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Coronavirus cuddles

(53 Posts)
honeyrose Thu 06-Aug-20 20:28:18

My DH we’re having a drink this evening in a hotel garden. Whilst there, we saw 2 young woman customers (probably about 35 ish) greeting each other with a very enthusiastic hug and kiss on the cheek. I was flabbergasted! Does anyone think me overly-cautious in feeling that this is not a good idea at the moment when we’re trying to socially distance?

honeyrose Thu 06-Aug-20 20:29:59

Meant to say DH and I WERE having, not we’re having. Blooming predictive text!!

Chewbacca Thu 06-Aug-20 20:34:12

Not being unreasonable in the least but there seems to be an increasingly large section of society that firmly believes that they are:
a) immune to COVID and are neither carriers if the disease nor will they ever catch it
b) the rules regarding social distancing don't apply to them.
c) the rules about wearing a mask or face covering when entering supermarkets and shops isn't applicable to them because "they're only going to be a minute and I only need to pick up a couple of things".

allium Thu 06-Aug-20 20:58:24

Could they have been family members?

Jaxjacky Thu 06-Aug-20 21:00:28

The only person I’ve cuddled since March is my husband, not son, daughter or two GC, we’re still socially distancing and sit outside,

varian Thu 06-Aug-20 21:06:37

We have actually had some of our own grandchildren camping in our garden, in spite of the fact they have always previously stayed in the house, which has ample bedrooms and bathrooms.

I did find it difficult not to cuddle them as I've always done and I think they found it odd as well.

We agreed that since we couldn't cuddle each other, we just had to give extra cuddles to those we could cuddle. So I am giving Grandpa the extra cuddles that I would normally have given them.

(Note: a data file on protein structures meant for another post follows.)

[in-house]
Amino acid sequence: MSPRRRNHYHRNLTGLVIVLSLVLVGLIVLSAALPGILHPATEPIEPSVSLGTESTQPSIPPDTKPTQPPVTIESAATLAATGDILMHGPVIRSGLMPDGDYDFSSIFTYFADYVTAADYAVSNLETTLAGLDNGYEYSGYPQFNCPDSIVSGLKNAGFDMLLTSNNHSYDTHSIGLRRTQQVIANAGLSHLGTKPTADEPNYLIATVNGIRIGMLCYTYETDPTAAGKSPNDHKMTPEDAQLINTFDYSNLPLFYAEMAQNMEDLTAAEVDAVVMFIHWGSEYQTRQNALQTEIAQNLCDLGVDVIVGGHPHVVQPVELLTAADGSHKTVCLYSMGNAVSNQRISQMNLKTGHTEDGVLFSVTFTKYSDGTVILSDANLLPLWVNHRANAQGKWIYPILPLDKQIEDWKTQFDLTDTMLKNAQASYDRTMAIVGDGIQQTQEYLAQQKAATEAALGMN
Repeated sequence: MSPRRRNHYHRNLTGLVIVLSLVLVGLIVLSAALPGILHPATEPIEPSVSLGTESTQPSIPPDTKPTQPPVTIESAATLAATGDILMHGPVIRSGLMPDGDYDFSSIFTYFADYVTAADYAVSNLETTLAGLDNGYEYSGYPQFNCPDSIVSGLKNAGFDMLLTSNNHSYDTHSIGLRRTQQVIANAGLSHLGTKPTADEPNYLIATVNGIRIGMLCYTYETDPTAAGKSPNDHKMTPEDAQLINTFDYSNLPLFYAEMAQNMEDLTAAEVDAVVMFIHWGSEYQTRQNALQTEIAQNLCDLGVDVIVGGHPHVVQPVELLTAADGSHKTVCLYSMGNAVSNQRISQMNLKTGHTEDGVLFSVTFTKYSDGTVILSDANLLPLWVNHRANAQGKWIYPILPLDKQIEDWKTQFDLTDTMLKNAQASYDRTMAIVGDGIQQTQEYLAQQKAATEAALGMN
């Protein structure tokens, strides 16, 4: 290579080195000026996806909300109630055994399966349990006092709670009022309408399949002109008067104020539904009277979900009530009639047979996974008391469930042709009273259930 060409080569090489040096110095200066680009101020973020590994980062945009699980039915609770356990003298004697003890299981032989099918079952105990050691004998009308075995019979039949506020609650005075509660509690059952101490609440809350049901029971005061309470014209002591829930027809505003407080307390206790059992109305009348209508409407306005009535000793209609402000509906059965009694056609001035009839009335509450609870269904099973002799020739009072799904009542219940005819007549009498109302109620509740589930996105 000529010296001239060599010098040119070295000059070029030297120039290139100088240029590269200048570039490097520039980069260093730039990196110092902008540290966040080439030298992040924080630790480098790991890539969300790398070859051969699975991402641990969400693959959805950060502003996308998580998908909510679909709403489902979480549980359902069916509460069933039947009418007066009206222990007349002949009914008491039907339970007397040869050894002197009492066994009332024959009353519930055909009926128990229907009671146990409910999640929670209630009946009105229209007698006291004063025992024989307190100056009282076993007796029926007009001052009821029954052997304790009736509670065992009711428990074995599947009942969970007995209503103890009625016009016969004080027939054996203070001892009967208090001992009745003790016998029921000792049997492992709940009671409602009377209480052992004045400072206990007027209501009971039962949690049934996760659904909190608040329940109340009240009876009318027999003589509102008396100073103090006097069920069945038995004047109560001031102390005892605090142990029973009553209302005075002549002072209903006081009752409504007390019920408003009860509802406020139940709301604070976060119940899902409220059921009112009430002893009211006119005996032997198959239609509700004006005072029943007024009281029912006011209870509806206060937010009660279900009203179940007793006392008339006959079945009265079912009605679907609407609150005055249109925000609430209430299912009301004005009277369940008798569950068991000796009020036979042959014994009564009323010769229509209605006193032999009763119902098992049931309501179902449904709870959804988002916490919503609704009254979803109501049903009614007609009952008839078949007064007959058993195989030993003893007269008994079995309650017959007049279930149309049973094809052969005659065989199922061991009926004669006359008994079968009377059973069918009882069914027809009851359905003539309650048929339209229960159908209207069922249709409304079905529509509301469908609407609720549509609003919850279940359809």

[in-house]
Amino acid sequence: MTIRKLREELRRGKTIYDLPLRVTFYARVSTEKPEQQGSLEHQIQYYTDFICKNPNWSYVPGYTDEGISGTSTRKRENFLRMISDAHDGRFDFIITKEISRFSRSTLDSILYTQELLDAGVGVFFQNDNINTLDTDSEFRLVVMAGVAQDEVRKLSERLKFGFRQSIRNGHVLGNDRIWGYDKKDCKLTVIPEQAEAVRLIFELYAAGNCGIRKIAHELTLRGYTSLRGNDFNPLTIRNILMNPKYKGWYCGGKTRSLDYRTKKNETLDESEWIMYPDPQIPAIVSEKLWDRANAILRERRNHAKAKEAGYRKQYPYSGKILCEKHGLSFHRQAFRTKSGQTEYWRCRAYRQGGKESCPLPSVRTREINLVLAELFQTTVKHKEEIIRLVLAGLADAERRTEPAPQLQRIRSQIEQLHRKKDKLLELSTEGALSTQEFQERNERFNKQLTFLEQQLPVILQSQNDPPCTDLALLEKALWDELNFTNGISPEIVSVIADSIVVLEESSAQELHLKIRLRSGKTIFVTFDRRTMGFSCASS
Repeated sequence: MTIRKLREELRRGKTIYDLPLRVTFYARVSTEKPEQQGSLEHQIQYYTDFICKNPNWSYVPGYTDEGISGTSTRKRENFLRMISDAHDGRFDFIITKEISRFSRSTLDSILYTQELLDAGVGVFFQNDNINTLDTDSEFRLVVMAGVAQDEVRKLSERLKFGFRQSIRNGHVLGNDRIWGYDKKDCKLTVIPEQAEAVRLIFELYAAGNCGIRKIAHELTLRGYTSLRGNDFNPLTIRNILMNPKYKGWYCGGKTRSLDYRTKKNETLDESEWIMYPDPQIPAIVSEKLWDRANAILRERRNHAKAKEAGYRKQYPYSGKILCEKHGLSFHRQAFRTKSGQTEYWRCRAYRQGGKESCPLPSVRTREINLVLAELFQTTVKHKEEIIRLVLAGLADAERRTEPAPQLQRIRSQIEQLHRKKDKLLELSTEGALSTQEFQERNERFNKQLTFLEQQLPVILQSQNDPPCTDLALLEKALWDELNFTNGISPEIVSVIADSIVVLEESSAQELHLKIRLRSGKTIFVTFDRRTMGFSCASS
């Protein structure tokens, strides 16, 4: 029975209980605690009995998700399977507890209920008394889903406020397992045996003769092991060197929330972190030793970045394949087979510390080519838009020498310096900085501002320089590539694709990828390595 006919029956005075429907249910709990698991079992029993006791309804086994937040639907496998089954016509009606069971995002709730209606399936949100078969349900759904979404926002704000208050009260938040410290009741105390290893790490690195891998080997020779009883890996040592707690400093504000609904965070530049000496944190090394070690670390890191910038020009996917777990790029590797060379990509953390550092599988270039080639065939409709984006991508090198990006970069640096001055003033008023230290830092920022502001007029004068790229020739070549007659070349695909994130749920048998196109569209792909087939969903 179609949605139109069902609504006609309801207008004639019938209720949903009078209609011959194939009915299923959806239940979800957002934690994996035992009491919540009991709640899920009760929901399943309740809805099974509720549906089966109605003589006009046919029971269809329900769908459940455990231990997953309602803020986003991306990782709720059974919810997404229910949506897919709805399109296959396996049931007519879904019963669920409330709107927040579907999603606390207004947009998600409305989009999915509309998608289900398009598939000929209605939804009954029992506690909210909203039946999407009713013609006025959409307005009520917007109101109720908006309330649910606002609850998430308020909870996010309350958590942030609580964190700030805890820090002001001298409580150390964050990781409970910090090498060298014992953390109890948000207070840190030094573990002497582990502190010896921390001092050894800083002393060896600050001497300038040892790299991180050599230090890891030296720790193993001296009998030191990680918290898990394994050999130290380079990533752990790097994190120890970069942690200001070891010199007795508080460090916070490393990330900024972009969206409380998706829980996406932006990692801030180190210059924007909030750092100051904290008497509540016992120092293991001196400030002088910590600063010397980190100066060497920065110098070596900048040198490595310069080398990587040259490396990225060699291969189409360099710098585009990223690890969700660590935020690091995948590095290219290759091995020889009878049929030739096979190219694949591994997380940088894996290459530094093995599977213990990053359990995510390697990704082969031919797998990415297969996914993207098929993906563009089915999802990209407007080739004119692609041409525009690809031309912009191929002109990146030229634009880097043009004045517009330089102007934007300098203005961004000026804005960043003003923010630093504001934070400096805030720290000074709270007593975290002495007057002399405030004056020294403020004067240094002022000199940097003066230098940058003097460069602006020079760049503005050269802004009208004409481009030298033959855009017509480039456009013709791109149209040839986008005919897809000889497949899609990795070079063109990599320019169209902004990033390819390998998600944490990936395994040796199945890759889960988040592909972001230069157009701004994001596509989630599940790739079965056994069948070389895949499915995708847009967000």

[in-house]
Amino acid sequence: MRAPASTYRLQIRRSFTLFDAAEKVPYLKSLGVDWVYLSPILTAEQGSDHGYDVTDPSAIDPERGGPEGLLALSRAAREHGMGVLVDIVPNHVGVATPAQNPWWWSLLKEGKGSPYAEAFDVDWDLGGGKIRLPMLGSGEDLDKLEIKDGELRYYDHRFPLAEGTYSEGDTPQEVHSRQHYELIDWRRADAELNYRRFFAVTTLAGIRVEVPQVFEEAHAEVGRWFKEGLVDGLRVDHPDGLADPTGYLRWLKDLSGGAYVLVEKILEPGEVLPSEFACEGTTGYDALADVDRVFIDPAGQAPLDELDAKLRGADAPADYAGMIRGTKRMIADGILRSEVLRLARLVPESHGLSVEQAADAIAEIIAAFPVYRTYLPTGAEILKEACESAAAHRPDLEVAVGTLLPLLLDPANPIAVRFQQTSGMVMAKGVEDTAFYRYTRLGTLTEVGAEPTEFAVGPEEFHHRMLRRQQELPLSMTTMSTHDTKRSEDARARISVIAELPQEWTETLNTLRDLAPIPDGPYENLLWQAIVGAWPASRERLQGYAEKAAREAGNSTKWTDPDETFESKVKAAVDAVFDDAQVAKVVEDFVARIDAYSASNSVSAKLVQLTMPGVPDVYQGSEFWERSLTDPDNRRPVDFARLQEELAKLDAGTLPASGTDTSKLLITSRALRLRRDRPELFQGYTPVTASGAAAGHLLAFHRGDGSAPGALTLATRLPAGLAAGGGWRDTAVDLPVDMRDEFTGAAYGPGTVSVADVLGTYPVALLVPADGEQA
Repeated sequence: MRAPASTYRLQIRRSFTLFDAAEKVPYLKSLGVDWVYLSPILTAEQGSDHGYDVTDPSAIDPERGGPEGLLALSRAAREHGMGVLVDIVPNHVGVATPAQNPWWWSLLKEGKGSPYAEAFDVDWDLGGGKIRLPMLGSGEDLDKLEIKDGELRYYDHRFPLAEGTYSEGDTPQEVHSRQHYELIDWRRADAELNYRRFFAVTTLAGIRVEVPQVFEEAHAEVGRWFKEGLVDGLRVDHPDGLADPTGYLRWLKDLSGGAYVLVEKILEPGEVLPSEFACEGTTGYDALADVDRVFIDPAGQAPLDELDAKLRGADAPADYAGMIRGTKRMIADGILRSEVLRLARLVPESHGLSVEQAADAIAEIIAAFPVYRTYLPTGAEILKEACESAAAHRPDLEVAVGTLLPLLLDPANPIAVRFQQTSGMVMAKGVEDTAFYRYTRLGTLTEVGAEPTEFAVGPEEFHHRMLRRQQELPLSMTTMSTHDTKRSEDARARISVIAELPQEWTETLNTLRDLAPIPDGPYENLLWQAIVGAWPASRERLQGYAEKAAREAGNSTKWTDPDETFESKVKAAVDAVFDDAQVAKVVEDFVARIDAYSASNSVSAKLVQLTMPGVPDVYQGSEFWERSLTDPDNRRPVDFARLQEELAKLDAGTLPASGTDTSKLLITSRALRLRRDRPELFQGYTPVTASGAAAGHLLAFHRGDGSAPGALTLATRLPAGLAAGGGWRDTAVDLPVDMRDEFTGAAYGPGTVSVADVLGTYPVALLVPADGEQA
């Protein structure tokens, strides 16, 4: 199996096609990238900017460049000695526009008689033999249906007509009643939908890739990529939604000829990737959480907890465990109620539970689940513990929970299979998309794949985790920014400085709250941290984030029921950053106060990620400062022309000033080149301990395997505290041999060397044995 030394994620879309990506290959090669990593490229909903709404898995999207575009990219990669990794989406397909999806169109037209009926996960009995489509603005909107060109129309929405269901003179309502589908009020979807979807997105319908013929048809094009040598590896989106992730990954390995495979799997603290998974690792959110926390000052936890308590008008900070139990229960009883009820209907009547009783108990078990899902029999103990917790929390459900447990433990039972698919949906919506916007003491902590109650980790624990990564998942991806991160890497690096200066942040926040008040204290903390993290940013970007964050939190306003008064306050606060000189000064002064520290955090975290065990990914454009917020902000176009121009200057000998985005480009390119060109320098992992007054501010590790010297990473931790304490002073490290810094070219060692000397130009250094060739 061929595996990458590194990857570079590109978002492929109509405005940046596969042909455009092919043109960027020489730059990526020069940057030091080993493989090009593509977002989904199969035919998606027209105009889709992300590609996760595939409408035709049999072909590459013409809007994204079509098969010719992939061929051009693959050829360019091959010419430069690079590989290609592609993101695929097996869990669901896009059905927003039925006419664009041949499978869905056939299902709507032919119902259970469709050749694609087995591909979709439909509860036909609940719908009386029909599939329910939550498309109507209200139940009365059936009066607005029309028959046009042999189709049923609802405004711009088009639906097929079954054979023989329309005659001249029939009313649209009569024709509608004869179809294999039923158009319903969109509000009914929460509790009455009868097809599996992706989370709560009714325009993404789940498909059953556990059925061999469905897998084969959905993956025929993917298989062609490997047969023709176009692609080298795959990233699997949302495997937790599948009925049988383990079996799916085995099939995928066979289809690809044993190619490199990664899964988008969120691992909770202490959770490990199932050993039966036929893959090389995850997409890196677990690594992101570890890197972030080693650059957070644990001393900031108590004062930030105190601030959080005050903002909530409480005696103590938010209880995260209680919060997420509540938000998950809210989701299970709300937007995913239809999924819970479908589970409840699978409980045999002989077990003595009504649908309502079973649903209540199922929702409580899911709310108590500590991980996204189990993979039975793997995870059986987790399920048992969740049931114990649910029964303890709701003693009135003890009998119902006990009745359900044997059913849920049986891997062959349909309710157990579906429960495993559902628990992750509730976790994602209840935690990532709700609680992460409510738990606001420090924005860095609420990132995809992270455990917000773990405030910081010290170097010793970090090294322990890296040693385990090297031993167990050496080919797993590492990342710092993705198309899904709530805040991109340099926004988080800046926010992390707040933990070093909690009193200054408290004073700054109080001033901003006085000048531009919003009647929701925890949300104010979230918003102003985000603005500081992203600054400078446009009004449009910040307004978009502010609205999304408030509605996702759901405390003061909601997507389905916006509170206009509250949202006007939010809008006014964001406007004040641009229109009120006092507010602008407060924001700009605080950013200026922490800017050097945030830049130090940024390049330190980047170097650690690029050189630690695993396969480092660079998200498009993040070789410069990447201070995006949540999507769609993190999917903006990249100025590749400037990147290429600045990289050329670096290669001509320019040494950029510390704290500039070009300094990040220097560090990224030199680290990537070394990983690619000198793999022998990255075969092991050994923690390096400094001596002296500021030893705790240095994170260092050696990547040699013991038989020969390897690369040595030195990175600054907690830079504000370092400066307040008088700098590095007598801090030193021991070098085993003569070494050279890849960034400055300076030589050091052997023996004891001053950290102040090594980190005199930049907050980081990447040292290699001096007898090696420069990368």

Jaxjacky Thu 06-Aug-20 21:35:10

What a lovely idea varian, if I may, I’ll pinch that!

Furret Thu 06-Aug-20 21:54:01

I gave my best friend a hug when we met last month, We had both been observing rules, hand washing, hardly ever go out, wear masks and self distance on the rare occasion we do. This was the first time I’ve seen her this year.

harrigran Fri 07-Aug-20 10:05:15

I have not and will not hug friends or relatives, I have seen GC twice briefly and we wave and bow to each other.
I know that DD has embraced her aunt on several occasions but they live in other countries so no chance of them infecting me.
SIL just booked to visit the UK but now will have to quarantine as he is coming from Belgium.

Hebdenali Sun 09-Aug-20 10:38:55

Aaaaaargh. Depression, lack of human contact both physical and emotional and isolation are far more damaging to us human beings. Depression lowers the immune system. Lack of sunshine depletes vitamin levels and stress is far more damaging. Wear a mask in busy places, follow good hygiene rules and get on with life.

Natasha76 Sun 09-Aug-20 10:38:56

I know 2 people who are friends and have both had the virus, so now kiss without worrying. in fact its caused a few issues when I've said to them that they should be careful because we don't know how long immunity lasts. I know a while back the government was taking about immunity passports which they decided not to go ahead with. Maybe these 2 have both had it.

Pennylane4711 Sun 09-Aug-20 10:45:18

I have been working in a very busy call centre with little social distancing being observed and no known CV cases so I am totally confused regarding the potential spread of the virus indoors.

Juicylucy Sun 09-Aug-20 10:49:57

We’ve not ventured in to a pub or pub garden as not ready for that yet. I’ve seen lots of greetings like that between people, i think it’s a generation thing it seems the younger you are, the more relaxed they are regarding what to do and not do.

Bumpsy Sun 09-Aug-20 10:50:30